Think of all that went into that celebratory embrace in front of the Houston bench: 35 years as father and son, eight years as boss and employee, even three years as coach and player. And there was so much more to this moment shared by Kelvin and Kellen Sampson. There was knowledge of all that had been overcome. Conquering obstacles is a customary aspect of reaching the NCAA Final Four, but few traveled this far, this long.
“So many long nights, so many early mornings. So many times we were told ‘No’,” Kellen tweeted after seeing a photo of this moment. “This hug was worth every second of the journey. I hope everyone who said ‘Yes’ feels the emotion and the gratitude in my eyes.”
If you wish to declare Kelvin Sampson’s impediments were of his own making, that is your right. His journey back to this stage, though, after six years away from college coaching with the one program bold enough to grant him an opportunity, still stands as an uncommon achievement.
“It’s not supposed to be easy,” Kelvin said, primarily discussing Oregon State’s comeback to make Monday night’s Elite Eight game a 67-61 nailbiter in favor of the Cougars. That statement applies across the board, though.
It works regarding the attrition that affected the Houston roster following last season’s 23-8 finish, with Nate Hinton turning professional, Fabian White lost with an injured knee after 11 games and leading scorer Caleb Mills leaving the program following the fourth game.
It works regarding the difficulties the Cougars had as a team, dropping a puzzling game against East Carolina that could have damaged their NCAA seed, struggling terribly but squeezing out two wins in the seven days prior to Selection Sunday against American Athletic Conference challenger Memphis.
It works for Sampson, of course.
“I’m proud of these kids. Proud of the heart. Proud of them battling through so many things this year,” Sampson told reporters following the game. “For this team to be 28-3 and going to the Final Four. This is one of the greatest accomplishments I’ve been around. And I have this group of players and this staff — everyone on the staff, all the players — to thank for it, for allowing me to go along on the ride with them.”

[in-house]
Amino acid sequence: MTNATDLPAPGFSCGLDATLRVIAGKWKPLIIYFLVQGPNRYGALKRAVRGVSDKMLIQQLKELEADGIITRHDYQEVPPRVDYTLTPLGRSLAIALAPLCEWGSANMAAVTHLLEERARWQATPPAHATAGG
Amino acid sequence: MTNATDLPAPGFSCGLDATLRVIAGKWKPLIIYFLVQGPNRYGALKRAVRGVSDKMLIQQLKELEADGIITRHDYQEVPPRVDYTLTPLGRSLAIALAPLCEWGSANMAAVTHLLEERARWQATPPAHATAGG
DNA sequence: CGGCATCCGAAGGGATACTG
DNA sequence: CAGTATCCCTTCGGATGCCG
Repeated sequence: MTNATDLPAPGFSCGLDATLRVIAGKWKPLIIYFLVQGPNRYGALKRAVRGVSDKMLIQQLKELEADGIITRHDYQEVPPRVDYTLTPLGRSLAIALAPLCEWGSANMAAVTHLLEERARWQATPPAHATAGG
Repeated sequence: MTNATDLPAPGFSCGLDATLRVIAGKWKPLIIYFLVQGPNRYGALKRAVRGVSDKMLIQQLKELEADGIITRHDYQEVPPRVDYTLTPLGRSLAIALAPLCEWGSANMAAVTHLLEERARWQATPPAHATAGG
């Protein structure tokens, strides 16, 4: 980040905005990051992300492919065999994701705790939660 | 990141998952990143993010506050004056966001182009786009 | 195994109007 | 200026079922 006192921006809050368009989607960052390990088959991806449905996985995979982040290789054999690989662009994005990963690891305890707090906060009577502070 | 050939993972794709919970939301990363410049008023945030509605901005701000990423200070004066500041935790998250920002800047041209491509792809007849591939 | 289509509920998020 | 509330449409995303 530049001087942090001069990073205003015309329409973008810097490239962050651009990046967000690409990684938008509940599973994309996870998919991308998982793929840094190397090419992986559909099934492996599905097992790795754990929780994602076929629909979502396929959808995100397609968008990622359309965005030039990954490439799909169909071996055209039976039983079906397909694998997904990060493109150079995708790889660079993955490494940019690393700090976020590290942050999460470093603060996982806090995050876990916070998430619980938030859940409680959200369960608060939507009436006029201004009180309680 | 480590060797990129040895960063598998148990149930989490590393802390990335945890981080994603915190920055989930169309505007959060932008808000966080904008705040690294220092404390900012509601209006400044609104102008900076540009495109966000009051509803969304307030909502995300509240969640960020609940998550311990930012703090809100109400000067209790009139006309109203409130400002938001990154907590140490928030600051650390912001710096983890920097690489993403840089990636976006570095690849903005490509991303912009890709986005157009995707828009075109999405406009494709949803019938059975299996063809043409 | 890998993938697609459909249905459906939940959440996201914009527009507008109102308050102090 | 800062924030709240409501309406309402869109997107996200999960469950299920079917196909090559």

Sampson spoke so long about the challenges overcome on the way to this Final Four it consumed nearly his entire postgame news conference. No one got the chance to ask him how it felt to be doing this in Indiana, 50 miles from Bloomington, the site of the one failure of his head coaching career. He was dismissed from the job as Hoosiers coach in February 2008 — after not even two full seasons — because of an NCAA investigation into his recruiting practices.
It now seems quaint the NCAA charges against him were centered on fewer than two handfuls of recruiting calls, given all that has been revealed by the Justice Department investigation’s intersection with such programs as Louisville, Kansas, Arizona and Auburn — and with unlimited communication now the rule of the day.
Today, all this matters only to the extent it brought Sampson to Houston, and Sampson now has brought Houston back to the Final Four. Which happens to be in Indiana. He would not have been the Cougars’ coach without what happened at IU. He still might be the Hoosiers’ coach. Impossible to say: We are not in that alternative universe.